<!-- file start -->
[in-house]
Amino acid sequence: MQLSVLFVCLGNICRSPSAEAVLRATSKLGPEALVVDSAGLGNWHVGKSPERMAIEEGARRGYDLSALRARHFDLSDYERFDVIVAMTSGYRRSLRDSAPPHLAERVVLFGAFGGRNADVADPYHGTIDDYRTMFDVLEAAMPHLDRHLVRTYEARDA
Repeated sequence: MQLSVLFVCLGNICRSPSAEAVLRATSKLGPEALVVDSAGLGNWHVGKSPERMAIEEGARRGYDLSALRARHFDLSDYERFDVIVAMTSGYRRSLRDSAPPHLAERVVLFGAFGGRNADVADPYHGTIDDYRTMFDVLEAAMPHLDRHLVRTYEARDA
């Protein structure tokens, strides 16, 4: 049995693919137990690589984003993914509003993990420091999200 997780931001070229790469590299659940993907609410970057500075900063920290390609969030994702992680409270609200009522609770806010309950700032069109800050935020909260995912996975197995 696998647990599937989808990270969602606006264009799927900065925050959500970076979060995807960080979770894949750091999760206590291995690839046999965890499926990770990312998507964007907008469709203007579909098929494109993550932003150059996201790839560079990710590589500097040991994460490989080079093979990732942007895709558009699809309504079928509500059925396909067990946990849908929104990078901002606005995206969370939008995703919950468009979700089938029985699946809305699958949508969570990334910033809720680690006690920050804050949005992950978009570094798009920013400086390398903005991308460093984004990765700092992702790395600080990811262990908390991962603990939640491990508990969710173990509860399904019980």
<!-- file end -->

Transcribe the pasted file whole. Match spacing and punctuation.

[in-house]
Amino acid sequence: MQLSVLFVCLGNICRSPSAEAVLRATSKLGPEALVVDSAGLGNWHVGKSPERMAIEEGARRGYDLSALRARHFDLSDYERFDVIVAMTSGYRRSLRDSAPPHLAERVVLFGAFGGRNADVADPYHGTIDDYRTMFDVLEAAMPHLDRHLVRTYEARDA
Repeated sequence: MQLSVLFVCLGNICRSPSAEAVLRATSKLGPEALVVDSAGLGNWHVGKSPERMAIEEGARRGYDLSALRARHFDLSDYERFDVIVAMTSGYRRSLRDSAPPHLAERVVLFGAFGGRNADVADPYHGTIDDYRTMFDVLEAAMPHLDRHLVRTYEARDA
């Protein structure tokens, strides 16, 4: 049995693919137990690589984003993914509003993990420091999200 997780931001070229790469590299659940993907609410970057500075900063920290390609969030994702992680409270609200009522609770806010309950700032069109800050935020909260995912996975197995 696998647990599937989808990270969602606006264009799927900065925050959500970076979060995807960080979770894949750091999760206590291995690839046999965890499926990770990312998507964007907008469709203007579909098929494109993550932003150059996201790839560079990710590589500097040991994460490989080079093979990732942007895709558009699809309504079928509500059925396909067990946990849908929104990078901002606005995206969370939008995703919950468009979700089938029985699946809305699958949508969570990334910033809720680690006690920050804050949005992950978009570094798009920013400086390398903005991308460093984004990765700092992702790395600080990811262990908390991962603990939640491990508990969710173990509860399904019980």